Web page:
Stephen Batchelor: Confession of a Buddhist Atheist

Confession of a Buddhist Atheist - Stephen Batchelor

I picked this book up expecting it to be lecturey, but I was surprised to find it an engaging and delightful read. I read it quickly, and expect to pick it up again some day.

Batchelor begins his story, which is part memoir and part religious history, at the point in his life where he was most committed to Buddhism and yet starting to have doubts about parts of the Tibetan Buddhism he was practising. He backtracks to describe how he came to Buddhism, and then elaborates on the problem of "belief" he experienced. His first reaction was to explore other branches of Buddhism, but he found himself unable to escape the requirement of some form of faith in all the sects with which he engaged. This led him to seek out the original writings of Siddhattha Gotama [his spelling], and at this point the book pivots to an account of the life of Siddhattha Gotama and the earliest history of Buddhism, as recorded in the Pali Canons.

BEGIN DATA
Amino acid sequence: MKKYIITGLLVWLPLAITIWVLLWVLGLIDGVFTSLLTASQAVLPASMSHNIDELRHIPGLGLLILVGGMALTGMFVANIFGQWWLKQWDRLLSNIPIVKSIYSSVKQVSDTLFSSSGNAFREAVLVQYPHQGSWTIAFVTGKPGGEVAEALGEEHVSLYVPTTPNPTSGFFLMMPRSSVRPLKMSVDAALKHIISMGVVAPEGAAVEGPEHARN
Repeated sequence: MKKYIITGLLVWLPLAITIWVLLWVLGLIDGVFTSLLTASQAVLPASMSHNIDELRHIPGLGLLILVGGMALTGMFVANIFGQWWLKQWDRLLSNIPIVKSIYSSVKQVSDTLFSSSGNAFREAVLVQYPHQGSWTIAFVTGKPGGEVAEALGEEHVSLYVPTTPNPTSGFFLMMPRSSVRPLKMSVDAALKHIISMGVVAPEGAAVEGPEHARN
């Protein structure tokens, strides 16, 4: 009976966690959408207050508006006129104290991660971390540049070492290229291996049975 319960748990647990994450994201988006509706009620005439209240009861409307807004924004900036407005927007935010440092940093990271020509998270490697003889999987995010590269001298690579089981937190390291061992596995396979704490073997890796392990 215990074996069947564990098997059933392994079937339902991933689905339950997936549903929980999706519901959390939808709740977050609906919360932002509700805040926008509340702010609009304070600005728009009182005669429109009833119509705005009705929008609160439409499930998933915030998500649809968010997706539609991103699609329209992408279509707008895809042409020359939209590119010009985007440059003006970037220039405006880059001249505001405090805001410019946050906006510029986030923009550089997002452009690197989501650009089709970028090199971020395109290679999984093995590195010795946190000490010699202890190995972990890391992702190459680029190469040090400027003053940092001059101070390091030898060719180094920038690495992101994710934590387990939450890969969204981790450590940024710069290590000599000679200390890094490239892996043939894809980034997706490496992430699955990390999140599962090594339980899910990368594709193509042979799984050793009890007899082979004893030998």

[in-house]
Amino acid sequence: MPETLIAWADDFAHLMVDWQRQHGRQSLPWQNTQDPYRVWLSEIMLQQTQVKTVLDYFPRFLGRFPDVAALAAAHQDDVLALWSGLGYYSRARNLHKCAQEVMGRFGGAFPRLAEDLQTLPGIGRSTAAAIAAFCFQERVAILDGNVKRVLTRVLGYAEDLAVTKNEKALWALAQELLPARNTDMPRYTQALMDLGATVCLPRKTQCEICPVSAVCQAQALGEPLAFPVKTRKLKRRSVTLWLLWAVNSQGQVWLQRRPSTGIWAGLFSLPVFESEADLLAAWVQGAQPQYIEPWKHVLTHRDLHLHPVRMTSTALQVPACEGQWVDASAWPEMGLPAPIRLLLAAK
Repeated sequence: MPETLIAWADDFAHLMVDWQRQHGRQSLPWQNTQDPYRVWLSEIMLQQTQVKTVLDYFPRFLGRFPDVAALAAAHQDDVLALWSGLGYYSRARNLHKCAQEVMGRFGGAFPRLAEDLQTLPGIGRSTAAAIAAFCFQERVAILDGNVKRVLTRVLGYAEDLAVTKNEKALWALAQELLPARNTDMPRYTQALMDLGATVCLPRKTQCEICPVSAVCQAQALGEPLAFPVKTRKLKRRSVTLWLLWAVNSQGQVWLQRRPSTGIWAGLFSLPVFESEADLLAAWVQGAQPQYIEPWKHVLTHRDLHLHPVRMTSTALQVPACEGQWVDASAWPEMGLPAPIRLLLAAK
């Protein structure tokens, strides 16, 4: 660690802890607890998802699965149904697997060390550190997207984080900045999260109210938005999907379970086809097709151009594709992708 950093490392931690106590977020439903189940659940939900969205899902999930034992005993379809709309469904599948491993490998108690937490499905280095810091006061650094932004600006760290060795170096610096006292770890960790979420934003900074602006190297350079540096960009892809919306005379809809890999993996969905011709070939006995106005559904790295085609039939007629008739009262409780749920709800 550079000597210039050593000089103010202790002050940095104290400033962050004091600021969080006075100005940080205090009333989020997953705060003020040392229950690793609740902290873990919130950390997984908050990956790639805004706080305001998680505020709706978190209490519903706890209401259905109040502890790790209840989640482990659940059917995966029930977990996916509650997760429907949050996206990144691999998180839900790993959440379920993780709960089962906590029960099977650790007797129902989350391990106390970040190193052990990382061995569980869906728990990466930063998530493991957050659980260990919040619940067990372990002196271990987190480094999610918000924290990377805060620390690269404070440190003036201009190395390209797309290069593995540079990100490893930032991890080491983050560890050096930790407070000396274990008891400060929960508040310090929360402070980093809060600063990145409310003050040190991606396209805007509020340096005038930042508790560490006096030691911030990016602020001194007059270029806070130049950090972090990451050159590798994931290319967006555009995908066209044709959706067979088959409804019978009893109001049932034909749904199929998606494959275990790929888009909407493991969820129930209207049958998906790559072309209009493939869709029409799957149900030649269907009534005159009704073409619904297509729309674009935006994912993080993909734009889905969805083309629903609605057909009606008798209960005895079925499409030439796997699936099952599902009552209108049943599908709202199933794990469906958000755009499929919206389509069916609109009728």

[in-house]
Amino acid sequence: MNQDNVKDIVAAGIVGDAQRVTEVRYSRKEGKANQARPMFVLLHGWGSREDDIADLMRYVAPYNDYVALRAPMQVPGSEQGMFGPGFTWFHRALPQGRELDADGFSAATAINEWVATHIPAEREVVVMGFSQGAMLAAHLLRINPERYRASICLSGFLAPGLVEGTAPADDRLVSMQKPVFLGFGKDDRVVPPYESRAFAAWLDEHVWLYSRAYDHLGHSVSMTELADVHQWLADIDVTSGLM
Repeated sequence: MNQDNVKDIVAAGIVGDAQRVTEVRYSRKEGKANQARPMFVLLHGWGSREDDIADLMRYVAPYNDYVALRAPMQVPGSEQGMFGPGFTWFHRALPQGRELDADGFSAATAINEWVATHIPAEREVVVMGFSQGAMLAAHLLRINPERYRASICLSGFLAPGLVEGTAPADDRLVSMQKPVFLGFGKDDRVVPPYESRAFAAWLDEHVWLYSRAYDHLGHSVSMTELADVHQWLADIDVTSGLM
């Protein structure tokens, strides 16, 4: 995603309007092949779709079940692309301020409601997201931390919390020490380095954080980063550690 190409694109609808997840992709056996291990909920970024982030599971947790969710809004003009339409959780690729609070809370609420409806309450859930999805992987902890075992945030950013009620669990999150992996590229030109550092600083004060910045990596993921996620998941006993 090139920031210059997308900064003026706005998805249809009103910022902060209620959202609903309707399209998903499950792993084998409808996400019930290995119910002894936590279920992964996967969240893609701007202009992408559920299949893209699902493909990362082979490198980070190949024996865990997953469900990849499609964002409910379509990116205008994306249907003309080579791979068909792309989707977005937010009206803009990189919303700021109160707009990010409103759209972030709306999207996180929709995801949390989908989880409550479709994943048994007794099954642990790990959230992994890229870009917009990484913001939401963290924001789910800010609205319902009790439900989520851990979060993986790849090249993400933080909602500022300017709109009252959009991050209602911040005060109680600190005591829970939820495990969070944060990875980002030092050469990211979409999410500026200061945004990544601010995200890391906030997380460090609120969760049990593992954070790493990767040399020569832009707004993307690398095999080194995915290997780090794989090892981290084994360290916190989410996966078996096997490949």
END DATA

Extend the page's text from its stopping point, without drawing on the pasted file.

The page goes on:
At this point in the book, I found that Batchelor added life to Gotama's story, and the reader is introduced to him as a human being. Batchelor extracts only the parts of the Pali Canons written by Gotama or (more or less) reliably telling us about his life and the culture he lived in. We learn that many of the beliefs we associate with Buddhism -- most notably the beliefs in reincarnation and karma -- were not actually held or advocated by Gotama. Gotama's Buddhism is less religion and more philosophy, but a very practical one which addresses the problem of human suffering -- and no more.